Zoster – Cannabis Research

Zoster Research Dashboard

1

Primary Studies

11

Related Studies

12

Total Studies

Clinical Studies

0

Clinical Meta-analyses

0

Double-blind human trials

0

Clinical human trials

Pre-Clinical Studies

0

Meta-analyses/Reviews

1

Animal studies

0

Laboratory studies

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CannaKeys has 12 studies associated with Zoster.

Here is a small sampling of Zoster studies by title:


Components of the Zoster Research Dashboard

  • Dosing information available for Zoster
  • Chemotype guidance for treating Zoster with cannabis
  • Synopsis of cannabis research for Zoster
  • Individual study details for Zoster

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Overview - Zoster

Description of Zoster

Varicella zoster is the same contagious virus that causes chickenpox (varicella). After the initial infection heals the virus remains dormant and in suseptible individuals may flare up later in life as shingles. The infection expresses itself in either an acute or chronic form. While blister formations can affect any part of the body most commonly it wrapps around the torso and can cause significant pains and discomforts. Complications include the development of postherpetic neuralgia i.e., chronic pains in the previously affected areas long after the leisons have disappeared. People with a compromised immune system are significantly more vulnerable to develop herpes zoster.

Disease Classification

Condition: Shingles
Disease Family:
Organ System: Integumentary System
ICD-10 Chapter: Certain infectious and parasitic diseases
ICD-10 Code: B02.9

Zoster Symptoms:

Blister formation, pain (can be severe), burning sensation, itching, reddening especially around the edge of the blisters, blister will eventually break ooze fluids and crust over, hyperalgesia (an increased response to noxious stimulus), allodynia (an unusual pain response to a normal stimulus), partial or complete loss of sensation, loss of quality of life, fever, headache, photophobia, weakness, if infections spreads to eyes it can cause significant damage.

Also known as:

Herpes zoster, varicella-zoster virus (VZV), human alphaherpesvirus (HHV-3)

Drug Interactions

THC Interaction with Pharmaceutical Drugs

  • THC can enhance the effects of drugs that cause sedation and depress the central nervous system, such as benzodiazepines, barbiturates, and alcohol, for example. 
  • THC is metabolized by and an inhibitor of a number of enzymatic liver pathways referred to as cytochrome P450. There are more than 50 enzymes belonging to this enzyme family, a number of which are responsible for the breakdown of common drugs such as antidepressants (e.g. amitriptyline, doxepine, fluvoxamine), antipsychotics (haloperidol, clozapine, stelazine), beta-blockers (e.g. propranolol), bronchodilators (e.g. theophylline), or bloodthinners (e.g. warfarin).  Thus patients taking these classes of medication may find that THC increases the concentration and effects of these drugs as well as the duration of their effects.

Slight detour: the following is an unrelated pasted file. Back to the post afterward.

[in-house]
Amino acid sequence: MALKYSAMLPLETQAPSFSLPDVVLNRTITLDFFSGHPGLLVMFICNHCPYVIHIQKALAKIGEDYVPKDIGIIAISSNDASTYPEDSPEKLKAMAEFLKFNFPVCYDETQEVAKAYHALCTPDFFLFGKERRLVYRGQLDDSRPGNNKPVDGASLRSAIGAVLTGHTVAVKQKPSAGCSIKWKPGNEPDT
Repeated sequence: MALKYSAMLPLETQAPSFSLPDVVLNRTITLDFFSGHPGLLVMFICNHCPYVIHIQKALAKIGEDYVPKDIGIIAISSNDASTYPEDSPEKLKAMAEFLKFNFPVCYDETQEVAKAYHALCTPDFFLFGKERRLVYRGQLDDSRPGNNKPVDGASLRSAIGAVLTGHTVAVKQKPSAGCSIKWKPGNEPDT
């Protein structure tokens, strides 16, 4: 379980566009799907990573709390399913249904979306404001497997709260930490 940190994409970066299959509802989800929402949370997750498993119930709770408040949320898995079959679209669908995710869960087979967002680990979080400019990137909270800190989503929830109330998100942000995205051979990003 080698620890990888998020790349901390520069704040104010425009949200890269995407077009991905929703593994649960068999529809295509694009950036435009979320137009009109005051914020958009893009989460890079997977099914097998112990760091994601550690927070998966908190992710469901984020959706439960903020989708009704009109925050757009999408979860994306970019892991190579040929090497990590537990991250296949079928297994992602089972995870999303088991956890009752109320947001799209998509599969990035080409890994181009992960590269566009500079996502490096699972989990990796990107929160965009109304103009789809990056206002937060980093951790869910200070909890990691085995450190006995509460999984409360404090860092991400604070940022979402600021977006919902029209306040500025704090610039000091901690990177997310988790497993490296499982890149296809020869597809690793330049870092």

• Clinical observation suggests no likely interactions with other pharmaceuticals at a total daily dose of up to 20mg THC.

CBD Interaction with Pharmaceutical Drugs

  • CBD may alter action on metabolic enzymes (certain drug-transport mechanisms), and as such may alter interactions with other drugs, some of which may produce therapeutic or adverse effects. For instance, CBD interacts with the enzyme cytochrome P450 3A4 and cytochrome P450 2C19, increasing the bioavailability of anti-epileptic drugs such as clobazam (a benzodiazepine). This makes it possible to achieve the same results at significantly lower dosages, reducing treatment costs and risks of adverse effects. 
  • Groups of drugs affected include: anti-epileptic drugs, psychiatric drugs, and drugs affecting metabolic enzymes, for example.
  • Clinical observations suggest no likely interactions with other pharmaceuticals at a total daily dose of up to 100mg CBD

Dosing Considerations

THC Dosage Considerations

  • THC micro dose:  0.1 mg to 0.4 mg
  • THC low dose:  0.5 mg to 5 mg
  • THC medium dose:  6 mg to 20 mg
  • THC high dose:  21 mg to 50+ mg

CBD Dosage Considerations

  • CBD low dose:  0.4 mg to 19 mg
  • CBD medium dose: 20 mg to 99 mg
  • CBD high dose:  100 mg to 800+ mg (upper limits tested ~1,500mg)
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Disclaimers: Information on this site is provided for informational purposes only and is not meant to substitute for the advice provided by your own physician or other medical professional. You should not use the information contained herein for diagnosing a health problem or disease. If using a product, you should read carefully all product packaging. If you have or suspect that you have a medical problem, promptly contact your health care provider.

Information on this site is based on scientific studies (human, animal, or in vitro), clinical experience, or traditional usage as cited in each article. The results reported may not necessarily occur in all individuals. For many of the conditions discussed, treatment with prescription or over-the-counter medication is also available. Consult your physician, nutritionally oriented health care practitioner, and/or pharmacist for any health problem and before using any supplements or before making any changes in prescribed medications.